Philip K. Dick’s story “Autofac,” published in Galaxy in 1955, describes a post-war world in which the entire population is dependent on an automatic factory for its consumer goods, including synthetic milk (real milk had disappeared from the world along with cattle). The human survivors of the cataclysmic conflict developed a desire for independence, mostly because the automatic factories rapidly consumed the earth’s resources in preparation for war. The Autofacs were originally established by humans to provide the labor for the war effort. As in wartime, most of the resources remained applied to the military. Most troubling, the original programmers, created the automatic factories to continue the war effort, and the consumption of resources, without direct human oversight, in an effort to ensure victory even in the face of ultimate destruction. As the plot unfolds, survivors try using complaints and final sabotage to destroy the Autofac and salvage a hope for human survival. Unfortunately, the automatic factories were also programmed to be self-repairing. Human dependency on the robots is ensured, as is the consumption of every last natural resource, and the annihilation of the remainder of humanity. In this story, Dick sums up his central fear of technology, that once created it has the power to control the lives of its creators.
In The Zap Gun, this technological problematic is studied after a solution of sorts is worked out. The overproduction of military weaponry, the need for consumer goods for social control, and Cold War anxieties intersect in this novel. It is not one of his major works. Philip K. Dick called it “totally unintelligible” and a “turkey.” He completely ignores it in his Exegesis. So in The Zap Gun, the Cold War has died down. Neither side is really interested in destroying the other anymore. Both agree that would be catastrophic. However, the facade of the conflict remains politically powerful at home for both sides. One character even mentions Orwell when pondering how unnecessary is real war. Both sides still maintain their secret police and espionage apparatus, of course. Weapon systems of mass destruction are created. Entire bands of scientists are devoted to the trouble of how to create the most destructive weapon. However, these weapons are never really produced, except as goods for the consumer economy. (One wonders if this is what happened to Saddam Hussein’s weapons of mass destruction.) The planned obsolescence of military technology is morphed into the planned obsolescence of consumer goods. This creates less potential and real destruction of the economy, keeps up the facade of the Cold war, allows citizens to participate in that war as consumers of toy weapons, and gives an important job to the technocracy. Here, however, the technocracy is really working at a strange psychic level pulling their ideas from popular culture. This makes the weapons that are developed very science-fictiony. Quite an elegant solution to the problem faced by the late Soviet Union that was over-investing in weapons of war and failing to meet the consumer needs of the citizens but only possible once both sides agree on the futility of war and the arms race.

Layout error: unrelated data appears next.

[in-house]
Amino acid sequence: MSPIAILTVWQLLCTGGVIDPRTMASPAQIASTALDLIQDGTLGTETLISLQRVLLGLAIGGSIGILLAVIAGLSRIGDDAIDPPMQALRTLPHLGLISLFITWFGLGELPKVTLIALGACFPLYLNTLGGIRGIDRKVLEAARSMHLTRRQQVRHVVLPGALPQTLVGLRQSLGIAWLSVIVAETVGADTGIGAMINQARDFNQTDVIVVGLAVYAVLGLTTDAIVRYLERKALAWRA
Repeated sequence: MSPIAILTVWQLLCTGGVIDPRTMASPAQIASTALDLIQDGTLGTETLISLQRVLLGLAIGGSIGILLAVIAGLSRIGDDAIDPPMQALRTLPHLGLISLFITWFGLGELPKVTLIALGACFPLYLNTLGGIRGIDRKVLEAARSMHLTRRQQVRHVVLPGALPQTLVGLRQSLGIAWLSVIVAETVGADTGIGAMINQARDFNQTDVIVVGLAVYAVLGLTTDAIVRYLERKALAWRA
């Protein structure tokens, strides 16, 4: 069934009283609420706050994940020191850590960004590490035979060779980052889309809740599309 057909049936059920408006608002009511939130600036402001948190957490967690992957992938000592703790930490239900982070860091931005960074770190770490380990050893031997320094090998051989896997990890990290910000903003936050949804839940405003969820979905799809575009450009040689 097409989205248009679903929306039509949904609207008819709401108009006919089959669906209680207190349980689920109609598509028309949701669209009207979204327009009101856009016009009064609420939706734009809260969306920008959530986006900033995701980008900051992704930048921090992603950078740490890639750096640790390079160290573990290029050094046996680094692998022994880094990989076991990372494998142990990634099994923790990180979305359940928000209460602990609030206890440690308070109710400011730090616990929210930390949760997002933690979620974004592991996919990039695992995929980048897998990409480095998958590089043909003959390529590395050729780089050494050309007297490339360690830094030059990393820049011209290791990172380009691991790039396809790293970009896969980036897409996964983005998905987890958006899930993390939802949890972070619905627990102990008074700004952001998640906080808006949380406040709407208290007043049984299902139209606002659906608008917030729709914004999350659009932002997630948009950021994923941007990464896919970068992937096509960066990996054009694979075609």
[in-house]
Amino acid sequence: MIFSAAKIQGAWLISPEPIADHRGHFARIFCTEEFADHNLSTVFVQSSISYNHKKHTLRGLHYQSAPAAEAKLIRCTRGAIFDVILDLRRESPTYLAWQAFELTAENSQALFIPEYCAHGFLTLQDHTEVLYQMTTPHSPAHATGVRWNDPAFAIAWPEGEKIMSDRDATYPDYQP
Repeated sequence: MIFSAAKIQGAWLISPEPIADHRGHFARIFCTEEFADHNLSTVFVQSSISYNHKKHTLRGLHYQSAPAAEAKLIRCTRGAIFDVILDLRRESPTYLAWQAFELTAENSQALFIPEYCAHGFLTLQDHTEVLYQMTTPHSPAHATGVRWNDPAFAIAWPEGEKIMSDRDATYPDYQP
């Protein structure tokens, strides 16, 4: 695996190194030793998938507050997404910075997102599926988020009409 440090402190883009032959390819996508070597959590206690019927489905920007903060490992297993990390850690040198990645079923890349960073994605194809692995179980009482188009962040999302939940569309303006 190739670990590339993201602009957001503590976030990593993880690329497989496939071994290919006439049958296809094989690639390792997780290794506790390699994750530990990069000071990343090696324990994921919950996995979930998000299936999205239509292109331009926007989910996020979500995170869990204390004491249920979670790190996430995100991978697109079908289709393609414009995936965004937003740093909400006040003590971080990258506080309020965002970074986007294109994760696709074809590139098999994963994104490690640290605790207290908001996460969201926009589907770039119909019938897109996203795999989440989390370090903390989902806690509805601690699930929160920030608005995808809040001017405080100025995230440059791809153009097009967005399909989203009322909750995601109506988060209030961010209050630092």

Many of the weapons are quite imaginative. Dick seems to have predicted drone strikes. “And needle-eyeification was the fundemtnal direction which weapons had been taking for a near-half-century. It meant, simply, weapons with the mos precise effect conceivable. In theory, it was possible to imagine a weapon–as yet inbuilt, probably untranced of by Mr. Lars himself, still–that would slay one given individual at a given instant at a given intersection in one particular given city in Peep-East, Wes-bloc; what difference did it make? The important thing would be the existence of the weapon itself. The perfect weapon.”
In the world of The Zap Gun, technology is the solution to any possible problem. Although here, technology exists almost exclusively as toys. “I was Klug’s contention that the world needs toys. This was his answer to whatever riddle the serious members of society confronted themselves with: poverty, deranged sex-crimes, senility, altered genes from over-exposure to radiation. . . you name the problem and Klug opened his enormous sample-case and hauled out the solution. Lars had heard the toymaker expound on this on several occasions: life itself was unendurable and hence had to be ameliorated. As a thing-in-itself it could not actually be lived. There has to be some way out. Mental, moral, and physical hygiene demanded it.” This is not a bad idea. I am not convinced Klug is wrong here. Even rejecting the postscarcity prediction that all labor will be eventually play, we can see that more work is not the solution to many of our social problems. The work ethic has been tried for centuries and our dilemma is only growing. Perhaps a greater focus on play and more toys is what we need.
The world is unprepared for an alien invasion, lacking any functional weapons. And, the main character seems miserable since his work (weapons development) is without meaning. As far as dystopias go, this one is not bad. The worst people face is some inane consumerism, but that has been shown in many of Dick’s short stories to be not nearly as bad as technology invested in war (“Sales Pitch,” “Nanny,” “Foster, Your Dead,” and “Service Call”).